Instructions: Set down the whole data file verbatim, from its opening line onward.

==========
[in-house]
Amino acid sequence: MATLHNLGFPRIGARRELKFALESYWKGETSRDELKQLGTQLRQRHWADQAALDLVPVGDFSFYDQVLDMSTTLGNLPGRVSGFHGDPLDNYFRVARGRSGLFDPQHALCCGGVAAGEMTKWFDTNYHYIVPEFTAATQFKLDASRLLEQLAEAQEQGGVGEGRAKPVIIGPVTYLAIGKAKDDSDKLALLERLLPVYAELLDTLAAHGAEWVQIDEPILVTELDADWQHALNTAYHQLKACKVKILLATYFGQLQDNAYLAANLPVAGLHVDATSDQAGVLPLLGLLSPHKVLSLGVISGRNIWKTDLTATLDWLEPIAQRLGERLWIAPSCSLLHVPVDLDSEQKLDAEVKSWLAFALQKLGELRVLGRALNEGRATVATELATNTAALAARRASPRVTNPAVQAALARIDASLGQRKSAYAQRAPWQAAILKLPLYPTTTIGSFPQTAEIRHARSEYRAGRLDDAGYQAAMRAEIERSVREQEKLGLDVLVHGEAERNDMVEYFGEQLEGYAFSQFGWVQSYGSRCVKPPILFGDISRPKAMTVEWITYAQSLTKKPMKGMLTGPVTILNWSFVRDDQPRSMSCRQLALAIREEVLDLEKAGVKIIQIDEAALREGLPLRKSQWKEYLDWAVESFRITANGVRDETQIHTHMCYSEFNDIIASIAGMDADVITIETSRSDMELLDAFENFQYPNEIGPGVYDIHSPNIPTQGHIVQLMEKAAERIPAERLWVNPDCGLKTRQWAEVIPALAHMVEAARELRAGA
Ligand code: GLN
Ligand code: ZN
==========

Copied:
[in-house]
Amino acid sequence: MATLHNLGFPRIGARRELKFALESYWKGETSRDELKQLGTQLRQRHWADQAALDLVPVGDFSFYDQVLDMSTTLGNLPGRVSGFHGDPLDNYFRVARGRSGLFDPQHALCCGGVAAGEMTKWFDTNYHYIVPEFTAATQFKLDASRLLEQLAEAQEQGGVGEGRAKPVIIGPVTYLAIGKAKDDSDKLALLERLLPVYAELLDTLAAHGAEWVQIDEPILVTELDADWQHALNTAYHQLKACKVKILLATYFGQLQDNAYLAANLPVAGLHVDATSDQAGVLPLLGLLSPHKVLSLGVISGRNIWKTDLTATLDWLEPIAQRLGERLWIAPSCSLLHVPVDLDSEQKLDAEVKSWLAFALQKLGELRVLGRALNEGRATVATELATNTAALAARRASPRVTNPAVQAALARIDASLGQRKSAYAQRAPWQAAILKLPLYPTTTIGSFPQTAEIRHARSEYRAGRLDDAGYQAAMRAEIERSVREQEKLGLDVLVHGEAERNDMVEYFGEQLEGYAFSQFGWVQSYGSRCVKPPILFGDISRPKAMTVEWITYAQSLTKKPMKGMLTGPVTILNWSFVRDDQPRSMSCRQLALAIREEVLDLEKAGVKIIQIDEAALREGLPLRKSQWKEYLDWAVESFRITANGVRDETQIHTHMCYSEFNDIIASIAGMDADVITIETSRSDMELLDAFENFQYPNEIGPGVYDIHSPNIPTQGHIVQLMEKAAERIPAERLWVNPDCGLKTRQWAEVIPALAHMVEAARELRAGA
Ligand code: GLN
Ligand code: ZN